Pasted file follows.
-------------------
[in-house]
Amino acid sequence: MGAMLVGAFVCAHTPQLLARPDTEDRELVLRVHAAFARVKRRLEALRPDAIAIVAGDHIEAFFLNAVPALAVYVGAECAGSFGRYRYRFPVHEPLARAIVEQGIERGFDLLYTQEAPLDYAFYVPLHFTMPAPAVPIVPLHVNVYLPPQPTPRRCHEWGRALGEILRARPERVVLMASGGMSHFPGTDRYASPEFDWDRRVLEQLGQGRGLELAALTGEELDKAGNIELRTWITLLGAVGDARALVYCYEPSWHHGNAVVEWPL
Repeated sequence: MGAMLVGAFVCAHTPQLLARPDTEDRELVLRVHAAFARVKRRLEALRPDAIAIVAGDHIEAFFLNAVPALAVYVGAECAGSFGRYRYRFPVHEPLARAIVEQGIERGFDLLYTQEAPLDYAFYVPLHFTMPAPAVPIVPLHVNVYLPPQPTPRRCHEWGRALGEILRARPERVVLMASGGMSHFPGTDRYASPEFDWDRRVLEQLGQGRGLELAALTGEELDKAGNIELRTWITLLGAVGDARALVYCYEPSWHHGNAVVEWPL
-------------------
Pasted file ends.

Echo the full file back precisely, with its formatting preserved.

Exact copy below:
[in-house]
Amino acid sequence: MGAMLVGAFVCAHTPQLLARPDTEDRELVLRVHAAFARVKRRLEALRPDAIAIVAGDHIEAFFLNAVPALAVYVGAECAGSFGRYRYRFPVHEPLARAIVEQGIERGFDLLYTQEAPLDYAFYVPLHFTMPAPAVPIVPLHVNVYLPPQPTPRRCHEWGRALGEILRARPERVVLMASGGMSHFPGTDRYASPEFDWDRRVLEQLGQGRGLELAALTGEELDKAGNIELRTWITLLGAVGDARALVYCYEPSWHHGNAVVEWPL
Repeated sequence: MGAMLVGAFVCAHTPQLLARPDTEDRELVLRVHAAFARVKRRLEALRPDAIAIVAGDHIEAFFLNAVPALAVYVGAECAGSFGRYRYRFPVHEPLARAIVEQGIERGFDLLYTQEAPLDYAFYVPLHFTMPAPAVPIVPLHVNVYLPPQPTPRRCHEWGRALGEILRARPERVVLMASGGMSHFPGTDRYASPEFDWDRRVLEQLGQGRGLELAALTGEELDKAGNIELRTWITLLGAVGDARALVYCYEPSWHHGNAVVEWPL